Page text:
From student lockers and faculty pens to the most suitable spaces in Tokyo, Facilities and General Affairs sees to it that Temple University, Japan Campus (TUJ) has them all. Student writer Adio Alexander interviewed Kiyomi Hirooka, manager of Facilities and General Affairs.

”Mistakes are not allowed.”

Like the name suggests, the main job of Facilities is to manage TUJ’s facilities. This includes the school buildings, dormitories and housing for temporary visiting faculty. They are responsible for property and asset management, dormitory, room bookings and any purchase requests. They do lease and rent negotiations, provide office supplies, and issue certificates for the discount on student commuter passes. Hirooka oversees this wide range of activities, and oversees the Test Center. “There can be no mistakes. Mistakes are not allowed.” stressed Hirooka. Errors in rent negotiations, for example, can cause a lot of financial damage, and the burden inevitably falls on the shoulders of students. To prevent this from happening, Hirooka works very carefully to ensure there are no inaccuracies.

Space, space, and space

As part of their job is also handling general affairs, Facilities regularly interfaces with TUJ departments, faculty and students. They oversee all of TUJ, an aspect Hirooka finds particularly rewarding about his work. This oversight comes with many unique challenges too, however. One example is that up to now, TUJ has been a university operating in office buildings, which presents complications such as usage and spatial limitations. When the number of students increases, Facilities must search for classroom space as well as more dorm rooms to accommodate the students. Dorm rooms are particularly difficult as the number of students tend to fluctuate, so adjustments must be made each semester to match the number of rooms to the expected number of occupants.

Here from the Start

Kiyomi Hirooka has been a part of TUJ since its founding in 1982, making him the oldest employee. Before coming to TUJ, he worked as a developer for local industry promotion, but he wanted to be challenged and do something he has never done before. More than anything, he wanted to make a contribution to society. When he heard an American university was coming to Tokyo, he was immediately interested. TUJ was the challenge he was looking for. Over the past 35 years, the most impressive thing Hirooka has witnessed is the change in the public perception of TUJ. In 1982, TUJ was greatly misunderstood by the Japanese community, in particular, the education sector. TUJ had very little relationship with other universities in Japan. Now TUJ is not only accepted and approached by other Japanese universities but has been legally designated as a “Foreign University, Japan Campus” by MEXT since 2005. Hirooka emphasized the attitude towards TUJ has turned to “warm and loving” over time. When he’s not negotiating contracts for facilities on behalf of TUJ, Hirooka might be found walking along the Tone River or hiking up small mountains during his vacation.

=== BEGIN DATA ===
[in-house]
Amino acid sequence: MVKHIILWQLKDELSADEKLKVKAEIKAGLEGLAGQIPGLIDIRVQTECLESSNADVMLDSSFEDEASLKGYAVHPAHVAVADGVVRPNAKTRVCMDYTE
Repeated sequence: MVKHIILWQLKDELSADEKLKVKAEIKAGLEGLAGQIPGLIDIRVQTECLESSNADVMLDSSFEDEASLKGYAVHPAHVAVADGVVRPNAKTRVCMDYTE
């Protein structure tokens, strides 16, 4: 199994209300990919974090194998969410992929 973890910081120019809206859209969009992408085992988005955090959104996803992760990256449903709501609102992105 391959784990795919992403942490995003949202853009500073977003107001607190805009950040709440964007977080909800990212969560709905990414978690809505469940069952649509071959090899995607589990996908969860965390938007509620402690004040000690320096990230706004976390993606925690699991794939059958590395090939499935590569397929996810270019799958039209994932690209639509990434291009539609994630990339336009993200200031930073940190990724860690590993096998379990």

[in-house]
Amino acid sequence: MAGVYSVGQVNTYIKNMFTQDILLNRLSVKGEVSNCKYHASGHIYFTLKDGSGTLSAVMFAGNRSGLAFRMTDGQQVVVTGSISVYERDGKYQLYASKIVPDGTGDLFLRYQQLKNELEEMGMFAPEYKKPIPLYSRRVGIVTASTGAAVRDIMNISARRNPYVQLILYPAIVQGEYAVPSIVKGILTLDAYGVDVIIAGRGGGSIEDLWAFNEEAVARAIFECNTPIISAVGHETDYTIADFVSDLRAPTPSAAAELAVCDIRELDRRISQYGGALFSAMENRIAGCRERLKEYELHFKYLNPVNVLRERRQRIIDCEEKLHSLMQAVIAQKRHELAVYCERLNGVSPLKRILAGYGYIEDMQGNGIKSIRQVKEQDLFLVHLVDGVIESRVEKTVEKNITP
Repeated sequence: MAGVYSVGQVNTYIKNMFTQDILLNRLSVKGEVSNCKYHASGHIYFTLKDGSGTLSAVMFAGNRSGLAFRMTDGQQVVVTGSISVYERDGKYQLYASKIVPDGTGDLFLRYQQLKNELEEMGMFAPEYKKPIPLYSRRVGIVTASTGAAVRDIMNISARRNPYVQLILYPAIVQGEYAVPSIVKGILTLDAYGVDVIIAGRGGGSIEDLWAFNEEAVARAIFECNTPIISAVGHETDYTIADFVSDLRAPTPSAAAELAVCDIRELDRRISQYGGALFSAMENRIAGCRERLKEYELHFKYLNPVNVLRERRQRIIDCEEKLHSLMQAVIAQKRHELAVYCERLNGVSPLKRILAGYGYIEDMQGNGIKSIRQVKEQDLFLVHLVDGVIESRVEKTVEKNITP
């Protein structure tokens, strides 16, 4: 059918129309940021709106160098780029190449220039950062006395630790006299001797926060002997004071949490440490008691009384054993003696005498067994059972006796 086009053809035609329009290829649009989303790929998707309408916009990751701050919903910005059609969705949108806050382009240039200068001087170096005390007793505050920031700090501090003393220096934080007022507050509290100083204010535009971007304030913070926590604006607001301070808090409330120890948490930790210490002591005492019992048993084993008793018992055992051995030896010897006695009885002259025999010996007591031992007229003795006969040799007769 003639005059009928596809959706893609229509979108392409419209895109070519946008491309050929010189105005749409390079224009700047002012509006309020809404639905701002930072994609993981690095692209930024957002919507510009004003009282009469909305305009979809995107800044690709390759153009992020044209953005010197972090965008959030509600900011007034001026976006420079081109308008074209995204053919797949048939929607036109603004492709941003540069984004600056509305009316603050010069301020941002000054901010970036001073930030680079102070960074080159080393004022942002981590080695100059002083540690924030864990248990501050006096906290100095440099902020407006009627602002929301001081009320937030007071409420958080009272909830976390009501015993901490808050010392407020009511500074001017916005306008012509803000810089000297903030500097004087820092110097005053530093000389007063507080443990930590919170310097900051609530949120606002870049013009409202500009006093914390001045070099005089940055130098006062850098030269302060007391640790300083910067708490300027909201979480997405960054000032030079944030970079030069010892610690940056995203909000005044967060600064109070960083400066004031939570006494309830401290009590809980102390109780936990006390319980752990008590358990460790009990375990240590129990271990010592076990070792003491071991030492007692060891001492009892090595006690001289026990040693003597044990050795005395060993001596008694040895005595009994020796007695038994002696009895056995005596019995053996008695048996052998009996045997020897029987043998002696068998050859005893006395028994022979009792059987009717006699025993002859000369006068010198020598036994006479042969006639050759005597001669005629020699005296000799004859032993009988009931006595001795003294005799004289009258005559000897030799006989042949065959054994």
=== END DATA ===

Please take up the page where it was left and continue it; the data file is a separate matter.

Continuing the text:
The Future of TUJ

In Fall 2019, TUJ will move to a bona fide school building, sharing the campus of Showa Women’s University (SWU) in Sangen-jaya. Over the past three or four years, Hirooka has worked with the staff of SWU to secure this move, but he seeks to go beyond the boundaries of the new campus and develop a close relationship between the local community of Sangen-jaya and the very international Temple University, Japan Campus. “TUJ isn’t moving to just a new building, but a new community,” explained Hirooka.

Thanks to the collective endeavors of the Facilities team and others, TUJ students and faculty can look forward to a future in a new and improved university environment, something that they have been looking forward to for a long time.

Student Writer’s EYE

I have a great appreciation not only for Hirooka for staying with TUJ since its establishment, but the whole department that’s put in a lot of effort to ensure we have the best university experience possible. This interview gave me a deep sense of gratitude for things I would otherwise take for granted.

By Adio Alexander
Adio is a sophomore international business studies major at TUJ, interested in specializing in economics and world trade. She is trilingual — English, Japanese and Mandarin — and hopes to be able to speak five languages by 2020. In her free time, she enjoys dancing and watching old films.